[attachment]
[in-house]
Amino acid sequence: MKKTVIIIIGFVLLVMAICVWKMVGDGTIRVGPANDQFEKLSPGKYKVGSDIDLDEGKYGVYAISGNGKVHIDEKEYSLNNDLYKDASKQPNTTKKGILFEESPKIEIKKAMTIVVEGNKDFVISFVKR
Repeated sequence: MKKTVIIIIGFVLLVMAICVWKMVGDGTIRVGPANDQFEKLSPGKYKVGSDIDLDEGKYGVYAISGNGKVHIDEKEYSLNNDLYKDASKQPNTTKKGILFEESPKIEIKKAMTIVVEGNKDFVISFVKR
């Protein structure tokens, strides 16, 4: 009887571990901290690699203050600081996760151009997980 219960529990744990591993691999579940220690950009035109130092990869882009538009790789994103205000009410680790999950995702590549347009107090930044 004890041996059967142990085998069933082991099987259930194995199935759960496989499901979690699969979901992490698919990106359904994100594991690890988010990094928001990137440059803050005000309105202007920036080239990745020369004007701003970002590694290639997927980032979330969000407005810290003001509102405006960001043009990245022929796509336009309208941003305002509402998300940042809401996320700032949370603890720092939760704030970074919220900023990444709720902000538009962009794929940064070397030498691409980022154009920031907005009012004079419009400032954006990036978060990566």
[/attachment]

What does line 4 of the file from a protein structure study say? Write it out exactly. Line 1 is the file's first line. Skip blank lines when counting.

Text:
């Protein structure tokens, strides 16, 4: 009887571990901290690699203050600081996760151009997980 219960529990744990591993691999579940220690950009035109130092990869882009538009790789994103205000009410680790999950995702590549347009107090930044 004890041996059967142990085998069933082991099987259930194995199935759960496989499901979690699969979901992490698919990106359904994100594991690890988010990094928001990137440059803050005000309105202007920036080239990745020369004007701003970002590694290639997927980032979330969000407005810290003001509102405006960001043009990245022929796509336009309208941003305002509402998300940042809401996320700032949370603890720092939760704030970074919220900023990444709720902000538009962009794929940064070397030498691409980022154009920031907005009012004079419009400032954006990036978060990566």